- U.S. Housing and Urban Development (HUD) Secretary Ben Carson has proposed reforming the rental assistance program for low-income Americans. The main proposal in the Making Affordable Housing Work Act is to raise the amount that most of the 4.7 million Americans receiving assistance pay for rent from 30% to 35% of their adjusted income, with minimum rent for the poorest families rising from $50 to $150. The proposal also makes it easier for public housing agencies and landlords to impose work requirements.
- Certain groups would be exempt from the rental increases for the first six years, including those over the age of 65 and people with disabilities.
- Congress will review and decide whether to approve the proposal.
Cities already are struggling to build and preserve adequate amounts of affordable housing as well as homeless services, so a measure that appears like it could further impact low-income families and their housing status comes as a blow. The cost of housing is outpacing wage growth in most major cities, and a rapidly increasing number of small and medium-sized cities, and HUD's existing subsidies are the only thing allowing some low-income families to stay in their homes.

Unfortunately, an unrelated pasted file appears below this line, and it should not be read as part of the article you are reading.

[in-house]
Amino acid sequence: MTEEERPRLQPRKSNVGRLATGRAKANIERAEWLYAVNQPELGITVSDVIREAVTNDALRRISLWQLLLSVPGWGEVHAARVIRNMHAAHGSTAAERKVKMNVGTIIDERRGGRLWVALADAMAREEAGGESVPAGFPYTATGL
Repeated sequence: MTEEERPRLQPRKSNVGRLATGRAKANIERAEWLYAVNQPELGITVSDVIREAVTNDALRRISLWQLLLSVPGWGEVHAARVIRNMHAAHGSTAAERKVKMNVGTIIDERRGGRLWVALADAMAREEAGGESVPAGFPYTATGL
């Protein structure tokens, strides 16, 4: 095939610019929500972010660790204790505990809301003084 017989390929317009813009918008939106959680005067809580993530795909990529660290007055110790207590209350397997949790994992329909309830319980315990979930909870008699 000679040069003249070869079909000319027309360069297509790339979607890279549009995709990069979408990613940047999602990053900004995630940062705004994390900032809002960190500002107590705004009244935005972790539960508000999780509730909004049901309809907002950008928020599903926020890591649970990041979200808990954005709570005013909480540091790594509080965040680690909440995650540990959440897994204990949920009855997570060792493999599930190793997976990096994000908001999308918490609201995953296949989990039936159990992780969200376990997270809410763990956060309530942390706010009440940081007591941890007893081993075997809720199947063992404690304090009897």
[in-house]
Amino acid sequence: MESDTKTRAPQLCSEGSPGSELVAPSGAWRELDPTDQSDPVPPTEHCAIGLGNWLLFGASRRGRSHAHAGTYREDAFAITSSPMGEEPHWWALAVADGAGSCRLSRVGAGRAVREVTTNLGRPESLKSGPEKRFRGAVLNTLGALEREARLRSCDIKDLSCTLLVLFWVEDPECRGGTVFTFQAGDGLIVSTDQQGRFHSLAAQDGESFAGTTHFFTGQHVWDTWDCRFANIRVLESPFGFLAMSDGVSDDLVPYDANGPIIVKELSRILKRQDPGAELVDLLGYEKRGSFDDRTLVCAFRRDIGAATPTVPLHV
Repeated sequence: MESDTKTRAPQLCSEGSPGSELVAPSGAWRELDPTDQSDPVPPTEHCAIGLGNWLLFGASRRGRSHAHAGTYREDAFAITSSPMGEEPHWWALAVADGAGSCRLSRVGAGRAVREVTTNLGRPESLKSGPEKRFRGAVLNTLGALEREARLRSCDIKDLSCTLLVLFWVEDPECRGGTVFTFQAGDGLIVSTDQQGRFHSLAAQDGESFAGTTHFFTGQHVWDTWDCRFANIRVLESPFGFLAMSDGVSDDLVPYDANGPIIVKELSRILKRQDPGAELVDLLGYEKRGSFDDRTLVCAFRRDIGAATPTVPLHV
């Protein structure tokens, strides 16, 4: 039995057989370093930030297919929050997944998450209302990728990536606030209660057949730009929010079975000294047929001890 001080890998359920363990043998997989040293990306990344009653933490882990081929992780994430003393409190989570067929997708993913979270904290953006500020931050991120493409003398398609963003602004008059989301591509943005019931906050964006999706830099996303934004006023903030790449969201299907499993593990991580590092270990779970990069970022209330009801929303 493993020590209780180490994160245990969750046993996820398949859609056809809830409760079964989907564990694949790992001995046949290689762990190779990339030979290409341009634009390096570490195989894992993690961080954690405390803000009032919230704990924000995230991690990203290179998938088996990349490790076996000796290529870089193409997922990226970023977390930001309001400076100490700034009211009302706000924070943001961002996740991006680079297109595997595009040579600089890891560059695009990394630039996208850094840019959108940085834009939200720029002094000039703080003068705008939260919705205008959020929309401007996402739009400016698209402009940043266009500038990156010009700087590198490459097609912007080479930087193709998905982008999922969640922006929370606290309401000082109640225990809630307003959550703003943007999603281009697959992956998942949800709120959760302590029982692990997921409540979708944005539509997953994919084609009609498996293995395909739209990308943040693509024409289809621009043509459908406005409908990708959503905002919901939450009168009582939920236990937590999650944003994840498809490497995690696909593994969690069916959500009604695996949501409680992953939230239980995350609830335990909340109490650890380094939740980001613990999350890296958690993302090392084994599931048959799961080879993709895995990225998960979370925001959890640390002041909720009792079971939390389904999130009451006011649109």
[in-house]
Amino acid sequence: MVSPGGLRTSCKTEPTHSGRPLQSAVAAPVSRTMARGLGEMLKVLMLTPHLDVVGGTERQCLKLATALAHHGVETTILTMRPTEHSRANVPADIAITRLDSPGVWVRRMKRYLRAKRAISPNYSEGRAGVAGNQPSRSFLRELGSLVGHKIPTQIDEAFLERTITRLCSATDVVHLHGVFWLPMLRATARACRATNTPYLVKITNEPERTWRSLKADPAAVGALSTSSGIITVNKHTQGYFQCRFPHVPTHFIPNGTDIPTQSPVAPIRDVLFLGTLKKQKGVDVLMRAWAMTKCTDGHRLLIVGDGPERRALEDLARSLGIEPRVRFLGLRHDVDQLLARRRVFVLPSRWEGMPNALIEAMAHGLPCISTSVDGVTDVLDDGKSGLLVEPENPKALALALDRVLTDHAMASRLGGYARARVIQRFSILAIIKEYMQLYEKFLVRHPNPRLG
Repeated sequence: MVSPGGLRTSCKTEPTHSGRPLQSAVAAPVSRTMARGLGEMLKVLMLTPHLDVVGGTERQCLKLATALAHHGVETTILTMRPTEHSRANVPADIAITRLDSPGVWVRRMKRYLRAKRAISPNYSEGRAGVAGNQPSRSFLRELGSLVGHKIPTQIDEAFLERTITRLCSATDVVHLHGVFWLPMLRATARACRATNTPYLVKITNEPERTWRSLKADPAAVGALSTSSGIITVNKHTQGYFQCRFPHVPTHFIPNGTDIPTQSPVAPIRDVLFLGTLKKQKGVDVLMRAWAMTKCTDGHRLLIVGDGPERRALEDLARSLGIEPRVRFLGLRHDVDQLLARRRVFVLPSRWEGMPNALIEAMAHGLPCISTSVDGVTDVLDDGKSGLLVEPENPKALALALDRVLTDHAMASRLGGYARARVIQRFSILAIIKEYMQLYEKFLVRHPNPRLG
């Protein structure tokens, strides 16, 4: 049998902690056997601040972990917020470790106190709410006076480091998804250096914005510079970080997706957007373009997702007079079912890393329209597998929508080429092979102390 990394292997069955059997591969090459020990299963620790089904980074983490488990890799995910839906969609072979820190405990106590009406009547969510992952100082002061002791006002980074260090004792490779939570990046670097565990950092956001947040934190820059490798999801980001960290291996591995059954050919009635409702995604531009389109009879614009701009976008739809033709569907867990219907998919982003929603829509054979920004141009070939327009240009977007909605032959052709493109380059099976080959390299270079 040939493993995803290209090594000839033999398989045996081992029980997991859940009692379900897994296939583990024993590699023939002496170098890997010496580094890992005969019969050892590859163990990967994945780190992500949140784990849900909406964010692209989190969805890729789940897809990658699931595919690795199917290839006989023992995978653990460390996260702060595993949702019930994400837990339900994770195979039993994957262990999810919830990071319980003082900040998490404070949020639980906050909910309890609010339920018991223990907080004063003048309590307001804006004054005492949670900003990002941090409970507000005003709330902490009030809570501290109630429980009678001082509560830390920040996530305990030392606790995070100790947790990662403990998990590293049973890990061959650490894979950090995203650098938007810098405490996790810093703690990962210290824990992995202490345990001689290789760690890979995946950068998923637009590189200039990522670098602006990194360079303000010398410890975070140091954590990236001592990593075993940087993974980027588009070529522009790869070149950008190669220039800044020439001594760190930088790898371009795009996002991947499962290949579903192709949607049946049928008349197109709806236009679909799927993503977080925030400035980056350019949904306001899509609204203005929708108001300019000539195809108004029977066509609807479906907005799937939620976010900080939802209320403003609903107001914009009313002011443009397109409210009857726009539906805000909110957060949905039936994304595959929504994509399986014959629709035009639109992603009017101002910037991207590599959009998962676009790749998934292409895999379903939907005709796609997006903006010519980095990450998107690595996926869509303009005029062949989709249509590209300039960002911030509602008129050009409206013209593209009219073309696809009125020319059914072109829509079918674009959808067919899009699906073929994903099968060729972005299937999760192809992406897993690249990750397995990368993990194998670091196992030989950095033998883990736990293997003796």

The proposal does exempt families that would be evicted if they can't cover the rent increase, but it would push more struggling families closer to the margin. Essentially, the federal government will be offering less rent assistance to the average low-income family.
Cities have recently been working harder to mitigate affordable housing crises and prevent residents from being forced out of their homes. From instating or expanding affordable housing plans to regulating short-term rentals, local governments are testing a variety of methods to prevent dipping further into housing crises.
Cities are pushing back on the proposal and want to prevent Congress from passing it. For one, the New York Department of Housing Preservation and Development tweeted that the proposal would be "a disaster" and it will work with partners to oppose it.
The new HUD proposal reportedly is intended to simplify the rental assistance program and make it easier both for landlords and recipients to understand. But if it passes, the measure will provide more challenges for cities to navigate to ensure that low-income residents don't end up on the street.